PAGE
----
By Meg Tully
Patients obtaining the pain-killer Vicodin directly from a doctor in Maryland will pay nearly three times more than if they purchased it directly from a pharmacy, according to a new study.
The study, released this month by the Workers Compensation Research Institute, compared prices and found a markup for physician dispensed medications within Maryland’s Workers’ Compensation System.
The institute is a national nonprofit organization that provides information about public policy issues involving workers’ compensation systems, which pay for on-the-job injuries or work connected illnesses. Employers must buy insurance to cover their workers.
It found in many instances that average prices paid to physician-dispensers for prescription drugs are more than double the prices paid at pharmacies. Physician dispensing makes up about 40% of worker’s compensation prescriptions, but about 55% of the payments, according to the report. The report focused only on worker’s compensation payments, though physicians also dispense medication to patients whose bills are covered through other payors such as private insurance.
Cost per pill: $0.37 compared to $1.46
One example in the report was that Vicodin cost $1.46 per pill when dispensed by a physician, compared to $0.37 at a pharmacy, according to a press release on the study.
The report finds the trend even held true with over-the-counter medications – for instance, Zantac costs $0.35 per pill at Walgreens, compared to $3.40 per pill dispensed by Maryland physicians, nearly 10 times as much.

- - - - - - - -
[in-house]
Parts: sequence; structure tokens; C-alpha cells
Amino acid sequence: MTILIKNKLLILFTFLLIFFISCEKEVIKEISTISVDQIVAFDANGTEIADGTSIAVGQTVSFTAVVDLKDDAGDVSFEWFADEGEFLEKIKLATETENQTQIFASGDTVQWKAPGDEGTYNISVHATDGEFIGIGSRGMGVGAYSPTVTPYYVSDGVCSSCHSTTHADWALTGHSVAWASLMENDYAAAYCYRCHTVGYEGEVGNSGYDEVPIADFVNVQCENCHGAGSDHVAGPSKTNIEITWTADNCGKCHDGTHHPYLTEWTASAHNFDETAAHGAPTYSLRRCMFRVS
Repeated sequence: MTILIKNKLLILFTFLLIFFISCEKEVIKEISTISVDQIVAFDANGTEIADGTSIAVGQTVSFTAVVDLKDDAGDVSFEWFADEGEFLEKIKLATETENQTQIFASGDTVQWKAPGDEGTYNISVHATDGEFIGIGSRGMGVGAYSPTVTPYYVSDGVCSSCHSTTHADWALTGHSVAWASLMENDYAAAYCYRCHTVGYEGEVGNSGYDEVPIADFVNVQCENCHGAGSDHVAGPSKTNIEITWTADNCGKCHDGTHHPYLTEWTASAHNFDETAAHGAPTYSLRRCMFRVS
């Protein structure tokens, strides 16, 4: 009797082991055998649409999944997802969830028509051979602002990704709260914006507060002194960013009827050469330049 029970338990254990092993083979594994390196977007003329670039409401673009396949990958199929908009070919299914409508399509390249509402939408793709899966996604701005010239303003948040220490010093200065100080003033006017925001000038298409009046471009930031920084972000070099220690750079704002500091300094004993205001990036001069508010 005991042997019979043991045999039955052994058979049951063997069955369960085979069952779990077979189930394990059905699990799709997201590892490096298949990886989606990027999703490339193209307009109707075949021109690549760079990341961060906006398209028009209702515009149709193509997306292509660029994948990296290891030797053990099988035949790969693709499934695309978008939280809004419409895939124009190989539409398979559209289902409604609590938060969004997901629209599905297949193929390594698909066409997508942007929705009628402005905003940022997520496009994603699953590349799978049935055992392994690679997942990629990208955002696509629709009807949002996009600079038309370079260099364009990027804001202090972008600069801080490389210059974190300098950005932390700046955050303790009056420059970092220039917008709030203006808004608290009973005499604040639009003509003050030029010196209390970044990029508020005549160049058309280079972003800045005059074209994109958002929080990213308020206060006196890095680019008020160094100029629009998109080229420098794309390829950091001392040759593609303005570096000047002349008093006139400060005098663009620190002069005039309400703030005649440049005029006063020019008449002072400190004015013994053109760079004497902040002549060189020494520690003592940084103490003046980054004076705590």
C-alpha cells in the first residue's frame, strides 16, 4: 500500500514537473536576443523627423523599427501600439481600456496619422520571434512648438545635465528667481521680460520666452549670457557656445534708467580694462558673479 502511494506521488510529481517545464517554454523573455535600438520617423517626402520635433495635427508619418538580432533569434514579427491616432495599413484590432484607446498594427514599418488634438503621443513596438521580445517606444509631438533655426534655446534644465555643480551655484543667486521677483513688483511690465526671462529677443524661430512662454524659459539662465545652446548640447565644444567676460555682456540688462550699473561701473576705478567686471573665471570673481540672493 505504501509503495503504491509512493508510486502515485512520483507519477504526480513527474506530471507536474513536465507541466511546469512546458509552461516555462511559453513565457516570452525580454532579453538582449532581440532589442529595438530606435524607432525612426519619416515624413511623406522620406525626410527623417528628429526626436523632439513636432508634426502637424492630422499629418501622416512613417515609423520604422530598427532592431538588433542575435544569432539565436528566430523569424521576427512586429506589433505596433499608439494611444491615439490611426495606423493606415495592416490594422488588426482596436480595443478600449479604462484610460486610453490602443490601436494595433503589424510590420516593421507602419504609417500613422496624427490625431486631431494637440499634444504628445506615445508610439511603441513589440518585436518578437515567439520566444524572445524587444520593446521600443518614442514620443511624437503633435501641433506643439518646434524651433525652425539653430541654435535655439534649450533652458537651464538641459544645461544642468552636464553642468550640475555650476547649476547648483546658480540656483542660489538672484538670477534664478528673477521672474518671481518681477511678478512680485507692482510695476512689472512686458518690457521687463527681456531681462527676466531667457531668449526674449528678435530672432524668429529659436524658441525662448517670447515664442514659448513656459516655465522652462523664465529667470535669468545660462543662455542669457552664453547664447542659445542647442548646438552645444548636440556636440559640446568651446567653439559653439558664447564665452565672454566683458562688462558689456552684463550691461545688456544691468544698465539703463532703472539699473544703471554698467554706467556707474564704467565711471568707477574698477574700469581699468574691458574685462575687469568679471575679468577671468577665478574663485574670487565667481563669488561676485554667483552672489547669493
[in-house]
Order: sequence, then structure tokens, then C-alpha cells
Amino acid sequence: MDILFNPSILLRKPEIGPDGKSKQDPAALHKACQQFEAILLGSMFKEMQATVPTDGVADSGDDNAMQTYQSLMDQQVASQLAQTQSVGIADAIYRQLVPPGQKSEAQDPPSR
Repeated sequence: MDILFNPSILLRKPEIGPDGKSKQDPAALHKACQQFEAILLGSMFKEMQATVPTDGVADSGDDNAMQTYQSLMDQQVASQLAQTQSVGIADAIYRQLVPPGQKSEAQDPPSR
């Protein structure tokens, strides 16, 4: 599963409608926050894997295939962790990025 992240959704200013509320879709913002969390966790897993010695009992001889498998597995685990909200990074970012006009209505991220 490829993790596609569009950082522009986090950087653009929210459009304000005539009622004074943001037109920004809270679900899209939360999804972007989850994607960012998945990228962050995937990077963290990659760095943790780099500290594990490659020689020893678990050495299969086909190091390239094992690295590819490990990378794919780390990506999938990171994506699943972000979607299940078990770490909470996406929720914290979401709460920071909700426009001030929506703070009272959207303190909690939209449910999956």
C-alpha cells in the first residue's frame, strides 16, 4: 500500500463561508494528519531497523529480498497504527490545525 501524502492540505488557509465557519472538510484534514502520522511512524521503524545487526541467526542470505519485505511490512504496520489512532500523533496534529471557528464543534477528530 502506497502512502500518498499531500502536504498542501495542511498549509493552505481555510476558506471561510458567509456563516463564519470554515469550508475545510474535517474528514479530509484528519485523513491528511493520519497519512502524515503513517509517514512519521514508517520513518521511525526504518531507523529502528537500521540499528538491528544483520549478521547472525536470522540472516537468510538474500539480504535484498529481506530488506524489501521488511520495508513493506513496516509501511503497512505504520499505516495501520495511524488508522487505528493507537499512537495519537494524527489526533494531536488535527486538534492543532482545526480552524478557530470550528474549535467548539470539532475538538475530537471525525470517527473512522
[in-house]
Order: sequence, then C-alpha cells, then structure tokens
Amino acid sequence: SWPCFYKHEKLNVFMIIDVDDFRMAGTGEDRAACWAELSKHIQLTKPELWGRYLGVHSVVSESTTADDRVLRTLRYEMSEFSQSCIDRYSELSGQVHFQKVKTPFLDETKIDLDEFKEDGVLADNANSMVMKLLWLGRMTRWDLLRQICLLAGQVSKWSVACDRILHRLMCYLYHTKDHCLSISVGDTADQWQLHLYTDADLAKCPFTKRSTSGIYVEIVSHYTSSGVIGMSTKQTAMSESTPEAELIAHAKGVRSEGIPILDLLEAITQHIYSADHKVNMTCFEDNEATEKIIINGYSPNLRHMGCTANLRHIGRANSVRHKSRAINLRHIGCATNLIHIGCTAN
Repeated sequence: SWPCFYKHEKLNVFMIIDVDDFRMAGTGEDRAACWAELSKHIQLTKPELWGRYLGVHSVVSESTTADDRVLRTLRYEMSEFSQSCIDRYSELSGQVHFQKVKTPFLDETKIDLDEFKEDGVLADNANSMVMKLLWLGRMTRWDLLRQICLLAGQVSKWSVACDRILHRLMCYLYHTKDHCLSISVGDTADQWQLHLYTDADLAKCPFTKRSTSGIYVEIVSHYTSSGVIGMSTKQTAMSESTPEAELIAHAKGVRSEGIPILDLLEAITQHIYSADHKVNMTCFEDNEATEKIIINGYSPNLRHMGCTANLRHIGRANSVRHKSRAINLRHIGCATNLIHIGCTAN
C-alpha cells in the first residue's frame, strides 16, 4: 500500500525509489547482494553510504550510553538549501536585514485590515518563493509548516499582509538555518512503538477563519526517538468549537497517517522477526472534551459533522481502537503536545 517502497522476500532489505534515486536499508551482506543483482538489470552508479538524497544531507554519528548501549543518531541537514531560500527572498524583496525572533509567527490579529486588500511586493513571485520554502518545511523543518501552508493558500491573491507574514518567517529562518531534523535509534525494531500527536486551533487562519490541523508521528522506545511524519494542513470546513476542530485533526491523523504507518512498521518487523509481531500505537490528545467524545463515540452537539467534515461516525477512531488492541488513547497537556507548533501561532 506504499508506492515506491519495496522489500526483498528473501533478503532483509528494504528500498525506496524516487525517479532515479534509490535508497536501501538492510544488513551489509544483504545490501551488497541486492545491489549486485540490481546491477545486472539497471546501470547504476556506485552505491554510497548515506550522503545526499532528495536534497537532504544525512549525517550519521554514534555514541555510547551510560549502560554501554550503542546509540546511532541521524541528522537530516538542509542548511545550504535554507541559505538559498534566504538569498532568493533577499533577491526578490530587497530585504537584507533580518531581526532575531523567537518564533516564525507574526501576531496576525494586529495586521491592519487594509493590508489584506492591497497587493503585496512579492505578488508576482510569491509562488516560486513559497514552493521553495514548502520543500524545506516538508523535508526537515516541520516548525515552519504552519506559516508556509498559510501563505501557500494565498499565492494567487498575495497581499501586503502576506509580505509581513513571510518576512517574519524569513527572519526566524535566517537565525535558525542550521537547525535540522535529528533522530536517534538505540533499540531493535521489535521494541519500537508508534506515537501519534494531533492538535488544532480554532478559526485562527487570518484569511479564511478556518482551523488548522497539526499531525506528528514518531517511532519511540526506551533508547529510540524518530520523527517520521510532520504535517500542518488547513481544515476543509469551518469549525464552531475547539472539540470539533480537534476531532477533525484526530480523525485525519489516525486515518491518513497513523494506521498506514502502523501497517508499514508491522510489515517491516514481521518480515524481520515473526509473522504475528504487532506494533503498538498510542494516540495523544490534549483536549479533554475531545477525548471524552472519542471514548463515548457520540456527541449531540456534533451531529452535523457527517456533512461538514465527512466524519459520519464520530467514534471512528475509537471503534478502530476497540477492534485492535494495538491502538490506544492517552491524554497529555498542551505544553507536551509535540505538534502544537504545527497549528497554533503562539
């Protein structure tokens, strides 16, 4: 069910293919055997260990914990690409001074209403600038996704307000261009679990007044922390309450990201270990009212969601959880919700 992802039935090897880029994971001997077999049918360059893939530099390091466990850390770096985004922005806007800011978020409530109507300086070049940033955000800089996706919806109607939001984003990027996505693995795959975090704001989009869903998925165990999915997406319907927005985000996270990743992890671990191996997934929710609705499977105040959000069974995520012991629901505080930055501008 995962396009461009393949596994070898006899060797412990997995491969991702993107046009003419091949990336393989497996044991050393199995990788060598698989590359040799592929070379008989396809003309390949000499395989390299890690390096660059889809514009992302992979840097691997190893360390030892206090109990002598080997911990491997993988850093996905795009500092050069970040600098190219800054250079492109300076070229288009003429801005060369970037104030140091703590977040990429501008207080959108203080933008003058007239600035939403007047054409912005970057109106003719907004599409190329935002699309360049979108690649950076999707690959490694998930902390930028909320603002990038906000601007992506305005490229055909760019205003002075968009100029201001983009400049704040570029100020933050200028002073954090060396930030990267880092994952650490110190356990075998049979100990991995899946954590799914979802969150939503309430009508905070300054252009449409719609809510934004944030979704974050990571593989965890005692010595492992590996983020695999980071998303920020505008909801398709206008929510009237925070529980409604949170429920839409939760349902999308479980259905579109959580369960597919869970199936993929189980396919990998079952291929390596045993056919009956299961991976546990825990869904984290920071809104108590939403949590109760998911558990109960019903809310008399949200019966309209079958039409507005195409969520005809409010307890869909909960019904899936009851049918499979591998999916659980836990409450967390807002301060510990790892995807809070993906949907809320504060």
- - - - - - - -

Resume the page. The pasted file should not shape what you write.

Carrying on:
Data for the report came from payors in Maryland that represented 37% of the claims in the state’s workers’ compensation system. The system is paid for by employers through legally mandated insurance.
Included were 16,860 claims where workers missed more than seven days of lost pay with injuries between Oct. 1, 2007 to Sept. 30, 3011, and prescriptions filled through March 31.
Dispensing prices increase as pharmacy prices decline
The study also found that medication prices at physicians’ offices went up even though pharmacy costs declined. For example, the average price for physician-dispensed muscle relaxant Flexeril went up by 16% in three years. During the same time period, the average price at a pharmacy decreased by 15%.
Maryland officials have debated regulations for physician dispensing, but haven’t taken action, the institute said. In 2011, the Maryland Worker’s Compensation Commission considered changes to reimbursement rules, and in 2013 a House of Delegates bill was proposed to limit physician dispensing, but did not pass.
“One question for policymakers is whether the large price difference paid when physicians dispense is justified by the benefits of physician dispensing,” stated Dr. Richard Victor, the executive director of the institute.
A full copy of the report is available for $25 to non-members or $15 for members at http://www.wcrinet.org/result/phys_disp_md_result.html.